Each state has its own unique laws in place that dictate the process of getting a divorce. Couples in Texas who make the decision to end their marriages must meet certain criteria and are subject to the process set forth by the state. Understanding how to get a divorce in Texas allows you to get a plan in place as you prepare for the next chapter of your life.
Are you eligible?
In order to file for a divorce in Texas, at least one spouse must have established continuous residency in the state for at least six months. Texas laws also require that you file for your divorce in a particular county. At least one spouse must reside in the county where the divorce petition gets filed for at least 90 days for the petition to be legal.
Is Texas a no-fault state?
Since Texas is a no-fault state, the petitioner (the person who files for the divorce) does not have to provide proof that the other party did something wrong resulting in the end of the marriage. However, Texas judges consider fault when determining property division. Even though Texas is a no-fault state, you can include certain faults in the petition including:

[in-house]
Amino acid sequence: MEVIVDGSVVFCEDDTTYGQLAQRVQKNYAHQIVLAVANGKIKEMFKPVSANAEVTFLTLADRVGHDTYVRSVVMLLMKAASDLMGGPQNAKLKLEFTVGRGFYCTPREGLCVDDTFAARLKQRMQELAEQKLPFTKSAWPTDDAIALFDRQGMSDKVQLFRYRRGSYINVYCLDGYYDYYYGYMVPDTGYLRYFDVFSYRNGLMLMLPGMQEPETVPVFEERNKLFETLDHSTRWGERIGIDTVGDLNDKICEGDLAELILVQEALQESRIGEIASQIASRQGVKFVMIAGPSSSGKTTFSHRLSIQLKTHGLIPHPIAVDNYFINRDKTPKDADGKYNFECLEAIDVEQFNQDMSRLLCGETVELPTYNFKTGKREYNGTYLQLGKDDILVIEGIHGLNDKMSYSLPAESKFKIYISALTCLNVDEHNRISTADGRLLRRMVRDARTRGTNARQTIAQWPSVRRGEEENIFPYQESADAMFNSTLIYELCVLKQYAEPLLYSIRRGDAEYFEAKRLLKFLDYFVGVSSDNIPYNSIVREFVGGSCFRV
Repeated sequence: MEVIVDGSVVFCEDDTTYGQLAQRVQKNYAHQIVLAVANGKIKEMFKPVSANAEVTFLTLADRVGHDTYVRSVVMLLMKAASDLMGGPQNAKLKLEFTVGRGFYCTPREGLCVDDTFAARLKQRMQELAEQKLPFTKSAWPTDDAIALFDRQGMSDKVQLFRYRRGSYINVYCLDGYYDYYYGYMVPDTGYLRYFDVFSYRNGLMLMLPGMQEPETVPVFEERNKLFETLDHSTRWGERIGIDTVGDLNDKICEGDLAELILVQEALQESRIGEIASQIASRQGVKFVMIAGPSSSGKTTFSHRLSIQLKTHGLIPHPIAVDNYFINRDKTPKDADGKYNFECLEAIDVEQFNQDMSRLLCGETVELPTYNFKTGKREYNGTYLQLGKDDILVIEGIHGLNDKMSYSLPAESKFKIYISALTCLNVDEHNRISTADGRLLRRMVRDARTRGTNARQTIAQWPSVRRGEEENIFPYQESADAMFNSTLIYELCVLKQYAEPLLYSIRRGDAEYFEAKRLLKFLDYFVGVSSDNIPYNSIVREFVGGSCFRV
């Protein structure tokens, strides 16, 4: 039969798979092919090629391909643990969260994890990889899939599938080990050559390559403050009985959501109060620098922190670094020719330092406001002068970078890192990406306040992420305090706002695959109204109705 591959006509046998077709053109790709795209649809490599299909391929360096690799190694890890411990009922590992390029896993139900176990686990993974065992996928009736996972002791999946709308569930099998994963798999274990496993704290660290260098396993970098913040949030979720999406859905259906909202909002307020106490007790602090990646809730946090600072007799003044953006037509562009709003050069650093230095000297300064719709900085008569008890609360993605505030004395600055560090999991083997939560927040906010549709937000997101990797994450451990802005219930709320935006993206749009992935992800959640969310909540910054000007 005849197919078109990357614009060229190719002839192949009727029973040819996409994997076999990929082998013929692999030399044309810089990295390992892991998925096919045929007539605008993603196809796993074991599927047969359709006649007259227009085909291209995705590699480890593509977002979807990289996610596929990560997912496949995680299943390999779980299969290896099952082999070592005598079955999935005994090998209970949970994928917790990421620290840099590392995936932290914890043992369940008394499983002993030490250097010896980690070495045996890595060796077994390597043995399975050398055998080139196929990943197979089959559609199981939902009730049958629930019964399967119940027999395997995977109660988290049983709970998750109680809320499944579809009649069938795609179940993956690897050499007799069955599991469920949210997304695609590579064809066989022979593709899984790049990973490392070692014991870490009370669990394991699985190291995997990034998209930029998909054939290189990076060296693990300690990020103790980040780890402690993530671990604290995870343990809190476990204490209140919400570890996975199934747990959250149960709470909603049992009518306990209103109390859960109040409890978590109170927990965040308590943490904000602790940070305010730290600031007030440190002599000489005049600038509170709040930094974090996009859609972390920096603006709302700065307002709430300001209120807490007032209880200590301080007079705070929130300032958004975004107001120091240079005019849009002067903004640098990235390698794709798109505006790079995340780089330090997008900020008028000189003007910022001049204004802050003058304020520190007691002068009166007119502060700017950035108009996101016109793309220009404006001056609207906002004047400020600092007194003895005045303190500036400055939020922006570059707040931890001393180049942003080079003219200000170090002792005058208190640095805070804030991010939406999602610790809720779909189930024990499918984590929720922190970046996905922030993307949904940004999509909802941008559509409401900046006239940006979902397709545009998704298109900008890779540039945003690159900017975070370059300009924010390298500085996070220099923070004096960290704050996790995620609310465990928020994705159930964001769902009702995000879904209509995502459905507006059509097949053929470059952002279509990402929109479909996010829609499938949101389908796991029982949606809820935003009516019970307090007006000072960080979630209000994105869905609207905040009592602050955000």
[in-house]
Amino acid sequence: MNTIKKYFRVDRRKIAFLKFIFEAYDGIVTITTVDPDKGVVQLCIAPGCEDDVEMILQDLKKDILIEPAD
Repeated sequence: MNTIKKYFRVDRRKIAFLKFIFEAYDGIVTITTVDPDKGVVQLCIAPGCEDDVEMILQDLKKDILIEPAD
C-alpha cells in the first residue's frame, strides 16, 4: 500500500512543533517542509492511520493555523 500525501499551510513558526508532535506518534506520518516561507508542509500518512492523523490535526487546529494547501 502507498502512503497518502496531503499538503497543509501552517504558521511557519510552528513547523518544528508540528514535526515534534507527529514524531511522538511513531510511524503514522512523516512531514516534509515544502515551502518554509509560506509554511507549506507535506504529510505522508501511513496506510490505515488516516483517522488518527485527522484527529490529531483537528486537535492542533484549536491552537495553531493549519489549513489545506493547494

- Abandonment for at least one year
- Imprisonment for at least one year
- Estrangement for at least three years
- Mental hospital admission for more than three years
The Texas divorce process
When the petitioner files the petition for divorce, the other spouse gets served with papers. The respondent (the spouse who doesn’t file the petition) must file a response. Texas law requires that the divorcing couple attempts mediation before an official divorce trial begins.
Once the divorce proceedings end, the judge issues a final divorce decree. This decree terminates the marriage and sets the rules that both parties must live by regarding property division, child custody, financial responsibilities and more.